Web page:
Ahmedabad: The first words that a belligerent captain Mahendra Singh Dhoni uttered on entering the press conference hall on Monday were: “I don’t even want to see this wicket.” He said he wants pitches that provide assistance to spinners from the very beginning of a match, opening the unending debate on what an ideal pitch should be like.
Those words — perhaps the strongest that Dhoni has ever used about pitches — were followed by some more extremely candid demands that the India skipper made after his team registered a nine-wicket win over England.
On the other hand, England captain Alastair Cook, who scored as superb 176, termed the pitch a “very good cricket wicket” and even admitted that it exceeded his expectations as it didn’t deteriorate.
Dhiraj Parsana, the chief curator of the Gujarat Cricket Association, who supervised the pitch preparation, was satisfied at achieving his target, which was to see the match last the distance.
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Dhoni’s words, coming just four days before the second Test starts in Mumbai on Friday, gave enough indication of what kind of surfaces he wants in the next three Tests, Kolkata and Nagpur being the other venues.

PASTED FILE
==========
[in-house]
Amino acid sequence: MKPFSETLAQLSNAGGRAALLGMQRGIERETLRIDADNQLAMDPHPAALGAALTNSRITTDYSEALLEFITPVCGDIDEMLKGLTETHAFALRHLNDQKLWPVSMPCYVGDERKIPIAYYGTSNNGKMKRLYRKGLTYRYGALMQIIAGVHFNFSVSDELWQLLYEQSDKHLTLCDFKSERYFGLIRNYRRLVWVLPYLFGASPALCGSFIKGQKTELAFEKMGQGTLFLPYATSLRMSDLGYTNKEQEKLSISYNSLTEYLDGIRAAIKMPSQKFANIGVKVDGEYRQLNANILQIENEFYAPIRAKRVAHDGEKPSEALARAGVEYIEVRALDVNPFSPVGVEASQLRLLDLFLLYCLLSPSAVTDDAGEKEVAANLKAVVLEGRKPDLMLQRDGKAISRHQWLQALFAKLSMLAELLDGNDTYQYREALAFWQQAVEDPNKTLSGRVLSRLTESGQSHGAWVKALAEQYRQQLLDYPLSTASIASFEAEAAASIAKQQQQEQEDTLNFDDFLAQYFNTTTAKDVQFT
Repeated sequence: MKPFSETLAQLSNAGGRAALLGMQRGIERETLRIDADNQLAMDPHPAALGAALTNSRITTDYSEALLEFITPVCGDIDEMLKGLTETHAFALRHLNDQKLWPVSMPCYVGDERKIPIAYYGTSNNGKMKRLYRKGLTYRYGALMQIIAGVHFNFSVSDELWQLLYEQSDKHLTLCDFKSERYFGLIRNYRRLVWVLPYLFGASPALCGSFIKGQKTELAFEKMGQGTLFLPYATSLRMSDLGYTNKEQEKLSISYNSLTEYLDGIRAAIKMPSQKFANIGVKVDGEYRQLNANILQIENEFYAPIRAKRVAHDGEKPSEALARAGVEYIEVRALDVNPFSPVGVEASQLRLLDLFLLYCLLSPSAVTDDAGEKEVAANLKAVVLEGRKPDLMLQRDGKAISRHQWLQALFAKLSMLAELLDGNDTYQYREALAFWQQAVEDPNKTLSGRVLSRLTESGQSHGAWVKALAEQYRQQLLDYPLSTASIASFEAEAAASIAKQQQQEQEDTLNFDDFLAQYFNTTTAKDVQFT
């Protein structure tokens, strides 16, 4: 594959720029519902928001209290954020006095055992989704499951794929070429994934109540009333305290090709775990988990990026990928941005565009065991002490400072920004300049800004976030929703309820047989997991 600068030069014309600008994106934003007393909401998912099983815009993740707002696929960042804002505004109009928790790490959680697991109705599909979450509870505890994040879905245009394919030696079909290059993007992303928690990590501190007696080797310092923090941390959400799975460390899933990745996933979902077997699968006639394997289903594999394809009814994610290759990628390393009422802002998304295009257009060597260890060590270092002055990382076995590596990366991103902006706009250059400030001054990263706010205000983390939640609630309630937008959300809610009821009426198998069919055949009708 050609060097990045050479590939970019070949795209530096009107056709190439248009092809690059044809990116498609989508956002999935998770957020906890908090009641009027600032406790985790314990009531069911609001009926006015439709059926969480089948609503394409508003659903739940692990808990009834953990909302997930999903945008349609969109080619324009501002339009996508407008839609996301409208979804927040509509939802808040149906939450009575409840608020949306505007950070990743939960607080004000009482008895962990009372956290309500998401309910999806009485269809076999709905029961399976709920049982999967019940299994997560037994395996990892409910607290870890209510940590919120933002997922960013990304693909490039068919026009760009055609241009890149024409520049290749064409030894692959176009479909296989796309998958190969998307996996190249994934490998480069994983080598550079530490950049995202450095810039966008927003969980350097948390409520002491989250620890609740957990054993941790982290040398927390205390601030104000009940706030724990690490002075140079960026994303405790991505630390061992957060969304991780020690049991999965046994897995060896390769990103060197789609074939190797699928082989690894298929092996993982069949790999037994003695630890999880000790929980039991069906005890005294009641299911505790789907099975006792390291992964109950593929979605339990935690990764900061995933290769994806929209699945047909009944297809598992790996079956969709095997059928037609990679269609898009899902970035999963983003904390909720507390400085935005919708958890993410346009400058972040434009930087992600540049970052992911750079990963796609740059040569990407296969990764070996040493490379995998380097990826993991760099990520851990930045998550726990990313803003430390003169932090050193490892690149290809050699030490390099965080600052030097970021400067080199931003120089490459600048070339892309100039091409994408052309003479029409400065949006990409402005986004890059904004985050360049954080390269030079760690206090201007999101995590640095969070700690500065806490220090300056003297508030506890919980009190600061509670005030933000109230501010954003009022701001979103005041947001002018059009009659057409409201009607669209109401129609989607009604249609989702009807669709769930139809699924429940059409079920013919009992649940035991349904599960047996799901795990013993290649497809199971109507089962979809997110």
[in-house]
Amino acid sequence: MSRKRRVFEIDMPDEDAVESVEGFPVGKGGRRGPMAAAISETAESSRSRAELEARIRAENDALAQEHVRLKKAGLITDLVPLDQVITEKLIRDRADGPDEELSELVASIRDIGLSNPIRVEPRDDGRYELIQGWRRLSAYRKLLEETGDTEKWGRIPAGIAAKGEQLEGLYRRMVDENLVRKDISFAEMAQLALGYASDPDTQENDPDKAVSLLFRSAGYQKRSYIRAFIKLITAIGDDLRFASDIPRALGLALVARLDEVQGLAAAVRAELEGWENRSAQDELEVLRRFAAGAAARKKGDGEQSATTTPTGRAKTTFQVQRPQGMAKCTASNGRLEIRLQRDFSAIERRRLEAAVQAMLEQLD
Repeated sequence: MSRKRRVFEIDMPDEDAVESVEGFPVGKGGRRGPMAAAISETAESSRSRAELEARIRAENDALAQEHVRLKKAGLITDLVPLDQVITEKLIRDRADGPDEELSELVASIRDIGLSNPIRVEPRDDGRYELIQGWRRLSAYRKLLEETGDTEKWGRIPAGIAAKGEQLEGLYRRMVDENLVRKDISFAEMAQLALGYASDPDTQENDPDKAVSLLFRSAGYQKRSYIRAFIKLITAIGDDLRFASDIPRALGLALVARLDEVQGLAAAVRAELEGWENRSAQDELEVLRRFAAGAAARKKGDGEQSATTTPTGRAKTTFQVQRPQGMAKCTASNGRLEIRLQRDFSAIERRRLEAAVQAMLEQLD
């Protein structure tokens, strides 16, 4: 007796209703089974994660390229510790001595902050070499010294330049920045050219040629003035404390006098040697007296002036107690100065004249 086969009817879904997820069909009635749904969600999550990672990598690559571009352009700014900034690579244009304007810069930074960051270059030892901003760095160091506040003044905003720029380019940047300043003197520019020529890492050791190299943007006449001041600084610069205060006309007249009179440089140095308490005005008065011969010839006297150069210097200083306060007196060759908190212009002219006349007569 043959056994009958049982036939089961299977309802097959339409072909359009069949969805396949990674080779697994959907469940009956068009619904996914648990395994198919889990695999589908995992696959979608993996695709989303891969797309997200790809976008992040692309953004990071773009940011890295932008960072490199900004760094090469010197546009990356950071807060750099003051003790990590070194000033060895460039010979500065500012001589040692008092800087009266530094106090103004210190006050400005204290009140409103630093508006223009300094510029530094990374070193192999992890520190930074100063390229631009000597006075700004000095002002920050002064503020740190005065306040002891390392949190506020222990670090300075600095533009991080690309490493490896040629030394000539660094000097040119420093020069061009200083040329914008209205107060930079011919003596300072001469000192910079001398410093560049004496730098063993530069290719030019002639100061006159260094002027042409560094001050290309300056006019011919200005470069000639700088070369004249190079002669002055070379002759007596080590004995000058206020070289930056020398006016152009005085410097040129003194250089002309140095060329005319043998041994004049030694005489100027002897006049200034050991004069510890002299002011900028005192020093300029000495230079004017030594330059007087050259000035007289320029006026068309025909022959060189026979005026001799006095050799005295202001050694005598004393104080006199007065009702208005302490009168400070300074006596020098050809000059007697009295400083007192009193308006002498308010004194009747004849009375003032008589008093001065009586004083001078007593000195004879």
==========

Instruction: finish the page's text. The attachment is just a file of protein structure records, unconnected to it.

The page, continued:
“There wasn’t enough turn and bounce for the spinners,” Dhoni said. “Hopefully, in the coming matches, we’ll see the wicket turn right from the start, or as soon as possible, so that the toss doesn’t become vital.” India won the toss here and posted 521 for eight, thanks to Cheteshwar Pujara’s 206 not out and Virender Sehwag’s 117.
When pointed out that if a pitch blatantly suits a team, the International Cricket Council’s match referee could censure the home Board, Dhoni remained unperturbed.
“I don’t think the match referee can question a pitch just because it’s turning. When the wicket seams right from the first delivery, nobody asks questions. What you don’t want is ridges in the wicket and then one ball hits your head and next your toe,” he reasoned.
“At times, in the subcontinent, on pitches like this, the toss becomes vital. The only way to take the toss out of the equation is to have pitches that turn right from the start. The game may end in three-and-a- half days, but both teams will have an equal opportunity to win the game.”
The Sardar Patel Gujarat Stadium, which had earlier also come under the microscope in a Test match against South Africa in April 2008 when speedsters shot India out for 76 in the first innings on their way to winning the match by an innings and 90 runs. For the next match in Kanpur, a minefield of a pitch was prepared to suit the home spinners, and India won by eight wickets — and adding fuel to the fire. Dhoni just said Motera “was a good wicket initially”.
Parsana, a former India left-arm bowler, said he was happy at achieving his target.
“As a curator, my target was that the match lasted for five days. That was our aim when we prepared the pitch. In that respect, I’m happy that match entered the fifth day. And the pitch was not so bad either,” Parsana told MAIL TODAY.
The BCCI has been asking associations to prepare sporting pitches for both domestic and international matches.
But the policy has never been followed to the letter and spirit of the stated aim, with many associations blatantly defying the diktat. Some people point this defiance to the Board’s politics.